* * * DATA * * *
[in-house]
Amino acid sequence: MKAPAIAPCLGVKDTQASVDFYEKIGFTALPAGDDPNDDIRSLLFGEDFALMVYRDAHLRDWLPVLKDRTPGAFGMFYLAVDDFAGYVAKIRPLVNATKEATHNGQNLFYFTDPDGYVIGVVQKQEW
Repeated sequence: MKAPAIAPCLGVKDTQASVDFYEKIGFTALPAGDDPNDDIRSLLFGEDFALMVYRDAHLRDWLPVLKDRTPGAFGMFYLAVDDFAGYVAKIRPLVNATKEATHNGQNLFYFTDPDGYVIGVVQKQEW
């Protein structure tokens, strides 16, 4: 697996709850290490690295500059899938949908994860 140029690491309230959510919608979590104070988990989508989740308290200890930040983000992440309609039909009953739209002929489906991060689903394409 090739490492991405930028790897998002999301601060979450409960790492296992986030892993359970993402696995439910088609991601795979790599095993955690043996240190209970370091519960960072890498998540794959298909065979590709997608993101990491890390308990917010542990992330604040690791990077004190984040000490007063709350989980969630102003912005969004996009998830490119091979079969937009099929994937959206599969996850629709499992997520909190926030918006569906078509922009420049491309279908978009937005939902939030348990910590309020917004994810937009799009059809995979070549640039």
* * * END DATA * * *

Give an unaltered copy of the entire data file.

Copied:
[in-house]
Amino acid sequence: MKAPAIAPCLGVKDTQASVDFYEKIGFTALPAGDDPNDDIRSLLFGEDFALMVYRDAHLRDWLPVLKDRTPGAFGMFYLAVDDFAGYVAKIRPLVNATKEATHNGQNLFYFTDPDGYVIGVVQKQEW
Repeated sequence: MKAPAIAPCLGVKDTQASVDFYEKIGFTALPAGDDPNDDIRSLLFGEDFALMVYRDAHLRDWLPVLKDRTPGAFGMFYLAVDDFAGYVAKIRPLVNATKEATHNGQNLFYFTDPDGYVIGVVQKQEW
């Protein structure tokens, strides 16, 4: 697996709850290490690295500059899938949908994860 140029690491309230959510919608979590104070988990989508989740308290200890930040983000992440309609039909009953739209002929489906991060689903394409 090739490492991405930028790897998002999301601060979450409960790492296992986030892993359970993402696995439910088609991601795979790599095993955690043996240190209970370091519960960072890498998540794959298909065979590709997608993101990491890390308990917010542990992330604040690791990077004190984040000490007063709350989980969630102003912005969004996009998830490119091979079969937009099929994937959206599969996850629709499992997520909190926030918006569906078509922009420049491309279908978009937005939902939030348990910590309020917004994810937009799009059809995979070549640039």